Scott, Tony (originally, Sciacca, Anthony)
Scott, Tony (originally, Sciacca, Anthony)
Scott, Tony (originally, Sciacca, Anthony), jazz clarinetist, saxophonist, flutist, pianist, guitarist; b. Morristown, N.J., June 17, 1921. His father was a barber; both parents enjoyed playing the violin. He studied clarinet and piano at Juilliard from 1940–42, and started jamming at Minton’s in 1941; he caused some antagonism among the other musicians by his habit of jumping up on stage without asking permission. Scott spent three years in army bands (1942–45) and, after leaving the service, worked with Tommy Dorsey, Charlie Ventura, Claude Thornhill, and Earl Bostic, among others. He was befriended by Ben Webster, who influenced his big sound and was an early fan of Charlie Parker’s. In the early 1950s, Scott led a quartet at Minton’s and the Metropole; in 1953 he was voted the Down Beat Critics’ Poll “New Star” on clarinet, and he began to record more as a leader. He took lessons with composer Stefan Wolpe, the fruits of which are heard on his compositions “Portrait of Anne Frank” and “Piece for Stefan Wolpe” (1959). During this period, he worked with Billie Holiday (1954, 1956), Carmen McRae, and Sarah Vaughan (1946, 1950) and spent a month in Ellington’s orch. He became Harry Belafonte’s pianist and musical director (1955), touring the world with him in 1957. He was an early booster of pianist Bill Evans, using him on a number of recordings beginning in 1956. hi late 1959, he went to Japan, and then studied Eastern musics for several years, visiting Bali (where he played with a traditional orch.), Malaysia, Thailand (where he played with the king, a noted jazz patron and saxophonist), and India. In 1964, he recorded Music for Zen Meditation with a koto and shakuhachi player in Tokyo, an albun that became a cult favorite. In July 1965 he returned to N.Y. and began a 15-month residency at the Dom, an East Village club. He left for Europe in 1968. He has been based in Rome since the early 1970s and occasionally performs at European festivals. He has recorded with Indonesian groups, on an album paying homage to Africa, and on several more meditation albums.
Music After Midnight (1953); Tony Scott Quartet (1954); Jazz for Gls: Tony Scott and Mat Mathews (1954); Tony Scott (1955); Scoff’s Fling (1955); That’s How I’m Living (1955); Both Sides of Tony Scott (1956); Touch of Tony Scott (1956); In Concert (1957); The Modern Art of Jazz (1957); Tony Scott in Hi Fi (1957); Dedications (1957); South Pacific Jazz (1958); 52nd Street Scene (1958); Free Blown Jazz (1959); I’ll Remember (1959); Sung Heroes (1959); Hi Fi Land of Jazz (1959); Golden Moments (1959); Gypsy (1959); My Kind of Jazz (1960); Music for Zen Meditation & Other Joys (1964); Music for Yoga Meditation and Other Joys (1967); Homage to Lord Krishna (1969); Prism (1977); African Bird: Come Back! Mother Africa (1981); Meditation (1984); Astral Meditation (1988); Clarinet Album (1994); Dialog with Myself: Like a Child’s Whisper (1995); In Africa (1997); Homage to Billie Holiday: Body & Soul (1998); Homage to a Lady (1998); Poets of Jazz (1998); At Last (1999).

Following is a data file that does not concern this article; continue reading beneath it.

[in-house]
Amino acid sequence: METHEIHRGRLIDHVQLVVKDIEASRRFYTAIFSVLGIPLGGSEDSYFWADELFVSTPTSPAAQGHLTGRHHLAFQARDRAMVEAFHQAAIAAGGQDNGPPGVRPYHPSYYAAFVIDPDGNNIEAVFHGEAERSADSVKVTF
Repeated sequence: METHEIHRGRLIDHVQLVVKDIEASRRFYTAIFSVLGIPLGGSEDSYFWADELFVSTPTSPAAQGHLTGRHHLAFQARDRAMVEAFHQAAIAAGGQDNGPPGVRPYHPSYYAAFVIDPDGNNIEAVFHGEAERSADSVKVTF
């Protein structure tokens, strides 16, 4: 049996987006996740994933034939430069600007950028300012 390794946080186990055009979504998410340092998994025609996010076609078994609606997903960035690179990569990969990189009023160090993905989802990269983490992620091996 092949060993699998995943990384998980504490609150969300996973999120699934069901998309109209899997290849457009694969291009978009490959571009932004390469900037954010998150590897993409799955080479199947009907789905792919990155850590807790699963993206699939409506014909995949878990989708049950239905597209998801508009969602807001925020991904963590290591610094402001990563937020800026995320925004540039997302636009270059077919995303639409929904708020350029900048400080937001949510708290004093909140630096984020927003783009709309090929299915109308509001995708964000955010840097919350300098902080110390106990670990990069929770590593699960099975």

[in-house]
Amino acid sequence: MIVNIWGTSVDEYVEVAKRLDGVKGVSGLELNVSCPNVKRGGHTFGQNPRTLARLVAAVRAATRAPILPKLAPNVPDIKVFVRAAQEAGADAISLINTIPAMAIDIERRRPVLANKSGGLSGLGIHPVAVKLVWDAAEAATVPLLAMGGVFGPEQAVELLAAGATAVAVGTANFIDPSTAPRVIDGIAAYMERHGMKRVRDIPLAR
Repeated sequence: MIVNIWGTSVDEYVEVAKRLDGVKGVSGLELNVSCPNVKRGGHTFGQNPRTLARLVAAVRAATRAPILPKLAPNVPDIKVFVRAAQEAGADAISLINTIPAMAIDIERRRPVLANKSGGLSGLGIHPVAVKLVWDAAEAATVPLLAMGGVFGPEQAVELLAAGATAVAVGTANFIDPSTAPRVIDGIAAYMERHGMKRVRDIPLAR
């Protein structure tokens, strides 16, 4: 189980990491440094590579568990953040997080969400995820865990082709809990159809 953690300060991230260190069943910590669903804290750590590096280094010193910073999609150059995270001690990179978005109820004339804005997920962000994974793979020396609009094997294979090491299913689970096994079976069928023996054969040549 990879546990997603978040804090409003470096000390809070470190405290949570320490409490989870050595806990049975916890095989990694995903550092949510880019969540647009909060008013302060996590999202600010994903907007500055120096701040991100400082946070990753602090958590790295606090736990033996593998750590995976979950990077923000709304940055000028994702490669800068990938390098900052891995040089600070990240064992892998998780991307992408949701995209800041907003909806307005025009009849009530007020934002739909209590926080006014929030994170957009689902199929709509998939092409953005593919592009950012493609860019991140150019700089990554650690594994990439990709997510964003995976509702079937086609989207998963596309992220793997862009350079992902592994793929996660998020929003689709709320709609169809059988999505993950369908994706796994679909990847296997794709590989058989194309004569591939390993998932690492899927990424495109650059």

—Matthew Snyder/Lewis Porter
"Scott, Tony (originally, Sciacca, Anthony)." Baker’s Biographical Dictionary of Musicians. . Encyclopedia.com. (January 17, 2019). https://www.encyclopedia.com/arts/dictionaries-thesauruses-pictures-and-press-releases/scott-tony-originally-sciacca-anthony
"Scott, Tony (originally, Sciacca, Anthony)." Baker’s Biographical Dictionary of Musicians. . Retrieved January 17, 2019 from Encyclopedia.com: https://www.encyclopedia.com/arts/dictionaries-thesauruses-pictures-and-press-releases/scott-tony-originally-sciacca-anthony
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